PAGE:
Freakling by Lana Krumwiede

Taemon lives in a society where psi, the ability to move objects with your mind, is all important. No one would move objects any other way. It is unthinkable. Almost as unthinkable as not having powers. The powerless are exiled to dud farms to live in their primitive ways. Taemon never really considers what that means until he loses his abilities and is sent away.

This is a middle grade book so it is a quick read. The world building for a society entirely controlled by the power of the people’s minds was well done. The effects of that mind power are well thought out. For example, people aren’t able to read books because anything their mind knows about they can control. Knowledge is tightly and jealously managed.

Anna Dressed in Blood by Kendare Blake

Cas inherited the family business. He kills the dead. He travels with his mom finding ghosts that hurting people and removes the ghosts. He’s looking forward to his biggest kill yet – Anna Dressed in Blood. She’s his most powerful ghost yet. But when he meets her he realizes that something is very different about this one.

All the reviews I read of this book talked about how truly scary this book is. Maybe I watch way too many supernatural television programs but this book seemed pretty normal to me. I liked the first half of the book but the second half wasn’t as interesting.

The Last Runaway by Tracy Chevalier

Honor travels from England with her soon-to-be-married sister. When her sister dies unexpectedly, Honor continues on to her sister’s fiance’s house on the Ohio frontier. In this rough area the skills and values that Honor prized at home aren’t needed as much as the ability to do domestic work. She soon realizes that her house is on the way to Oberlin, a town known for harboring runaway slaves. As a Quaker, Honor feels it is her duty to help but other people in her town don’t feel the same way.

Quilting, Underground Railroad, and it takes place near where I live – what’s not to love? This was a great explanation of how the Underground Railroad may have worked and the risks involved. It also brought up the different ways that women were expected to behave in frontier America.

The Calling (Darkness Rising) by Kelley Armstrong

Teenagers from the small town in Vancouver are developing strange powers such as shapeshifting. Now they have been kidnapped but crash on an island near the coast. They have to get back to civilization without knowing who it is safe to trust.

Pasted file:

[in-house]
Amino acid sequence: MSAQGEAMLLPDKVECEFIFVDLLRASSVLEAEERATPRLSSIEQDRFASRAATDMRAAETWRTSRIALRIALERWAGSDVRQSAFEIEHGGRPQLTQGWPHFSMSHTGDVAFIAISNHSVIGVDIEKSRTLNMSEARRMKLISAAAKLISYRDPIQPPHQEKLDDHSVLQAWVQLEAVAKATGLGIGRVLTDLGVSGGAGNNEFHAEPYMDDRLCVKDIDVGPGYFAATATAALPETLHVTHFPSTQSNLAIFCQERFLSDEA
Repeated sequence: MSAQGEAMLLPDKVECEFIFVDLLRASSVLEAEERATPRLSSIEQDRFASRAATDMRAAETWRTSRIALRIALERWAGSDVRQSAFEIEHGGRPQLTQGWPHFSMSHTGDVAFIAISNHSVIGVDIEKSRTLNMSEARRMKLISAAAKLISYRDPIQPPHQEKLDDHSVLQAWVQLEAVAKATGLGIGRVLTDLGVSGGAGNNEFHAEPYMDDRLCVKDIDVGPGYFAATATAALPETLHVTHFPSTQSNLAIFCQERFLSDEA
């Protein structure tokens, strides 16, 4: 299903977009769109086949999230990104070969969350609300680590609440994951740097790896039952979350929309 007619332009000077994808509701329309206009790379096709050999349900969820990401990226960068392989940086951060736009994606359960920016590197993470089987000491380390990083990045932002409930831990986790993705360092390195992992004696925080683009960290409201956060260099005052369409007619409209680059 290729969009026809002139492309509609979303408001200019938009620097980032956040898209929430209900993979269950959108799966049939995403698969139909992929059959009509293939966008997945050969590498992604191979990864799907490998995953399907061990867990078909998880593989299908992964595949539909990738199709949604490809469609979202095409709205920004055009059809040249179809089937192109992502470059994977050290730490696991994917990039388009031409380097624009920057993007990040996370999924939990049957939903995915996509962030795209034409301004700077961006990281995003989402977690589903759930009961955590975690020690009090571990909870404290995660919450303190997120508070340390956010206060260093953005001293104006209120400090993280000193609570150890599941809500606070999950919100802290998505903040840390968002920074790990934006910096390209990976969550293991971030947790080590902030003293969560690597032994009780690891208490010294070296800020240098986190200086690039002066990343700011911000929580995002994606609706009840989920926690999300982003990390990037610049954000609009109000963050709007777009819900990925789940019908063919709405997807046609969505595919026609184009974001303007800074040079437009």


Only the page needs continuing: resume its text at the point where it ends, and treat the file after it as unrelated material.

This is part of a series that ties in with another series. Confusing? Yes. There isn’t any summary in the book so you have to remember what went on the the others. That’s a pet peeve of mine. If you have a complex backstory either give a summary or work some reminders into the story somewhere.

This book takes place in the same world as her adult Women of the Otherworld series. It offers a few glimpses of that world but the kids in this book are totally unaware of the existence of other supernaturals. They don’t know what they are turning into and the implications. There are more books upcoming in the series so this one doesn’t really have good closure. It just seems like a stepping stone on the way somewhere else.

The Giving Quilt by Jennifer Chiaverini

At Elm Creek Quilt Camp the week after Thanksgiving is set aside for making charity quilts. Several campers come to learn how to make simple quilts to give away to Project Linus. This book tells the story of five of them.

I like books in this series that have this format. Five women are introduced and then each of them is explored in more depth. I used the quilt block that they are making as day two of my February sampler quilt for Quilts of Valor.


The Fault in Our Stars by John Green

Isaac, Hazel, and Augustus are teenagers with cancer. They are struggling with how to live and love and be normal teenagers in between surgeries and hospitalizations.

My overwhelming thought when I got this from the library was that Sheila was going to be so proud. She’s been preaching that everyone should read this and she is right. It is warm and funny without being sappy. It tells the truth about what I imagine these kids would be going through. Will my girlfriend still love me if I’m blind? How can I be independent from my parents who are clinging tightly because they know I’ll die soon? When do I get to choose what, if any, treatment I receive? In between all that there is also the adventure of a lifetime to meet an author that Hazel loves. It’s hard to explain so you should probably just read it!